Has there been Haitain players in the MLB, or minor leagues??? Ever?

  4. lar @ wezen-ball - Mar 9, 2010 at 1:42 PM

    It wouldn’t be a shock at all. It’s pretty common for a larger, more prosperous country to look down and actively discriminate against anyone from it’s poorer neighbor. Germany and Poland, for example. I don’t know all the nuances, but the gist I got from staying out with my German family is that Germany does everything it can to keep Poles from overrunning Germans’ jobs/businesses. That may be a little exaggerated, but I don’t doubt the general idea. Ron could probably speak more about this.
    Considering just how poor Haiti is, it would not be shocking at all to learn that the DR tries their hardest to keep Haitians away – baseball included (and especially).

  5. YX - Mar 9, 2010 at 1:44 PM

    So Haitians can’t get into Baseball school in Dominican that’s run by American? I mean, there are only such much one can chalk up as discriminating.

  6. Kanye West - Mar 9, 2010 at 1:56 PM

    Bud Selig doesn’t care about Haitan-people.

  7. Jonny5 - Mar 9, 2010 at 2:00 PM

    I remember an issue where the entire Haitian football team “defected” when they made it to the US. I don’t even think they played the game first…

  8. Ryan - Mar 9, 2010 at 2:04 PM

    Dude, how do you pronounce your name?

  9. Joe L - Mar 9, 2010 at 2:18 PM

    That is spot on. For example, currently, Haitians born in the D.R. are registered in a different birth book at hospitals, and the Dominican congress has approved a constitutional amendment – aimed at Haitian immigrants – which would make children of immigrants unable to ever achieve citizenship (along with their children as well). I’m sure baseball is a just another by-product of this difficult relationship between the two peoples.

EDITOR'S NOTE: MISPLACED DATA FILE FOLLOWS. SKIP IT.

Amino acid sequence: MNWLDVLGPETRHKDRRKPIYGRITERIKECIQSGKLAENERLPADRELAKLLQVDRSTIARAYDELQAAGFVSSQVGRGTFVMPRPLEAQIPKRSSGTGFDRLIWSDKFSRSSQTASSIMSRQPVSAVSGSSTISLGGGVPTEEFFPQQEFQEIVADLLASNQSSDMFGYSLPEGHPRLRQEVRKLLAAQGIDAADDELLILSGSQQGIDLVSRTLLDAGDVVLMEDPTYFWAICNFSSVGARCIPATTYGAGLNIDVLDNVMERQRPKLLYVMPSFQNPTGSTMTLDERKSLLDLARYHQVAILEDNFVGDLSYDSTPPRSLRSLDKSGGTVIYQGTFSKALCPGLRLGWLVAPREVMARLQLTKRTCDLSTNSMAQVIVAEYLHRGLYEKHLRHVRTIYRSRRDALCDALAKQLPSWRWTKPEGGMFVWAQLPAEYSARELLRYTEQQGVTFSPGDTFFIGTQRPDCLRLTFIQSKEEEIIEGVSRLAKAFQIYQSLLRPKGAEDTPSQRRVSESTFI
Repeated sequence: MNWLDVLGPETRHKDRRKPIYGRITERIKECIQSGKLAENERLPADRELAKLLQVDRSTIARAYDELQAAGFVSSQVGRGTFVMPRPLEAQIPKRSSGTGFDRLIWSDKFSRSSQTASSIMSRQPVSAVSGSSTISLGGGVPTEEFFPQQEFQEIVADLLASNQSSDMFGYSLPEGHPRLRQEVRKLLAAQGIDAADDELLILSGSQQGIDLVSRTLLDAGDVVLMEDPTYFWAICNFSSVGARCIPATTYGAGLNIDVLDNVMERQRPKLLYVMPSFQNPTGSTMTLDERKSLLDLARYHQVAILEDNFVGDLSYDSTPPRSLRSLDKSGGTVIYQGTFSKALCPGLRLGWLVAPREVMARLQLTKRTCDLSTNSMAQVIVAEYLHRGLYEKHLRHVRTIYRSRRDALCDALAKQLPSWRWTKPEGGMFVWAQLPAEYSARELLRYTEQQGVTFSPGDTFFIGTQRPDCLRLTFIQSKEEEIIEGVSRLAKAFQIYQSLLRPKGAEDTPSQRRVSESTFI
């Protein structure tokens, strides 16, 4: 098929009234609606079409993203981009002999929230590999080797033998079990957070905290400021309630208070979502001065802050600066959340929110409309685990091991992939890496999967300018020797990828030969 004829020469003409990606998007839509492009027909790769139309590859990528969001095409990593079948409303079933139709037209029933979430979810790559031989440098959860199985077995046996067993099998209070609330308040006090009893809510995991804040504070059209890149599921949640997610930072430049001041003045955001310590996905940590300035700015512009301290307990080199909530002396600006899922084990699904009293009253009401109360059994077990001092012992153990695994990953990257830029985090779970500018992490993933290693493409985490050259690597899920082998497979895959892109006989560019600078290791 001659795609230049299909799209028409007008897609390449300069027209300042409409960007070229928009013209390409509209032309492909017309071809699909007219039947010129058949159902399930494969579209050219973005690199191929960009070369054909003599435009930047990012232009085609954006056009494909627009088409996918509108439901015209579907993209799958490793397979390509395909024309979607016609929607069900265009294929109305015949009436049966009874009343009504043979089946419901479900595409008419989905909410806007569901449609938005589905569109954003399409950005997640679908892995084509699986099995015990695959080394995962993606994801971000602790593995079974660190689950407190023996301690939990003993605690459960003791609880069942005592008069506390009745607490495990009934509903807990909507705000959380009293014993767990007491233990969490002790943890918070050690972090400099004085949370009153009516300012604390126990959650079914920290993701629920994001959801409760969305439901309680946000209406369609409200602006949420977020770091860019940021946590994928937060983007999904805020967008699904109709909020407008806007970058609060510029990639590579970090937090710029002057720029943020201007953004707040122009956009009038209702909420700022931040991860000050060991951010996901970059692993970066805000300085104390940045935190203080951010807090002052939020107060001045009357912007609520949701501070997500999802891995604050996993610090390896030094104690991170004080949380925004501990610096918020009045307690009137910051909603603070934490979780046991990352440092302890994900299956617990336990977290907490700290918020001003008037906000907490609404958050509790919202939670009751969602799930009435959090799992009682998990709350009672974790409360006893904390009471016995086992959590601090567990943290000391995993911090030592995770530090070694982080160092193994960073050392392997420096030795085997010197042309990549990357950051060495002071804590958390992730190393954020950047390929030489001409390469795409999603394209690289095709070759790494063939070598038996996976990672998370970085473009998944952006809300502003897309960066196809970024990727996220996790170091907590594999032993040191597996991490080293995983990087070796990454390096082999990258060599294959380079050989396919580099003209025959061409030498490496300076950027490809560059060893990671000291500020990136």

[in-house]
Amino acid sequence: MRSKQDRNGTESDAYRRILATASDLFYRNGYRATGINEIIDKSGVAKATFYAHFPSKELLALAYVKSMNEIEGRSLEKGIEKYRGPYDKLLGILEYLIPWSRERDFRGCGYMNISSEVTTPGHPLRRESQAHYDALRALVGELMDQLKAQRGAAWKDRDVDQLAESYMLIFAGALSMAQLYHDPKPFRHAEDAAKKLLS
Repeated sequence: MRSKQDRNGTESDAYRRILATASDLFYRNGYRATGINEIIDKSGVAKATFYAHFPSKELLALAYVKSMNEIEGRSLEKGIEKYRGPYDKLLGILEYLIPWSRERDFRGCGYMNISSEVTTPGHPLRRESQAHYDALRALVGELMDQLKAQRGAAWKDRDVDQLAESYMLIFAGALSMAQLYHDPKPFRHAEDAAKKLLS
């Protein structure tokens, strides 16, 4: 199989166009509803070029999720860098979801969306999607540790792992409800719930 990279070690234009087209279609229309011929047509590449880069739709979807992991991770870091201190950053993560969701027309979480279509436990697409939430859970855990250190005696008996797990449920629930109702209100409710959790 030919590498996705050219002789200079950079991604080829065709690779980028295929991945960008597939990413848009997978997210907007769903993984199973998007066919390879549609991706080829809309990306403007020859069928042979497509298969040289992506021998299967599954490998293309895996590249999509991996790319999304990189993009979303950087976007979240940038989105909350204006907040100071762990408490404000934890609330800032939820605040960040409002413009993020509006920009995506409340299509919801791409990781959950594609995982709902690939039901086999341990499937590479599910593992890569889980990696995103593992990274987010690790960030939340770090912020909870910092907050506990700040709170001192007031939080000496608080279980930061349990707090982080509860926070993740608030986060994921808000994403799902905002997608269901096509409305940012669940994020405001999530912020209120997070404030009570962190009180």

10. lar @ wezen-ball - Mar 9, 2010 at 2:42 PM

    Ha! My last name’s Mexican (from the dad’s side of the family, of course). My “German family” is my uncle, who just recently retired after spending 27 years in the Air Force with ~20 of them in Germany. My aunt is German and so are their kids (though my mom’s side of the family is mostly German)…

  11. HG - Mar 9, 2010 at 4:12 PM


  12. Ringer - Mar 9, 2010 at 4:28 PM

    Do you really think that MLB would ignore anyone with the talent to play MLB just because of where they are from? I’m thinking that if they truely had MLB skills, someone would sign them no matter where they are from.

  13. Ryan - Mar 9, 2010 at 4:45 PM

    And how are you supposed to showcase those skills? There would be no one to challenge them.

  14. Ron - Mar 9, 2010 at 4:50 PM

    Germany does that everyone. Only native Germans are allowed citizenship. That includes the Turks who were born in Germany because their parents were invited as guest workers after the war.
    Even though they are born in Germany and live there all of thier lives, they cannot be citizens.
    That is common throughout most of eastern Europe, but not the west.
    As far as the Hatain issue, I can only tell you from my time working in embassies, that it’s all about the visas. Visas cost time and money, and MLB probably doesn’t want to spend a lot of effort on minor leaguers and guys who aren’t going to do more than spend a few years in the minors.
    I can guarantee you if they find a guy throwing 100 mph, or hitting a ball 500 feet, they’ll make an effort.

  15. Skids - Mar 9, 2010 at 6:38 PM

    How about this? Do like Japan, only Americans (or only 2) foreign players per team. Let’s look after Americans instead of the whole world for a change.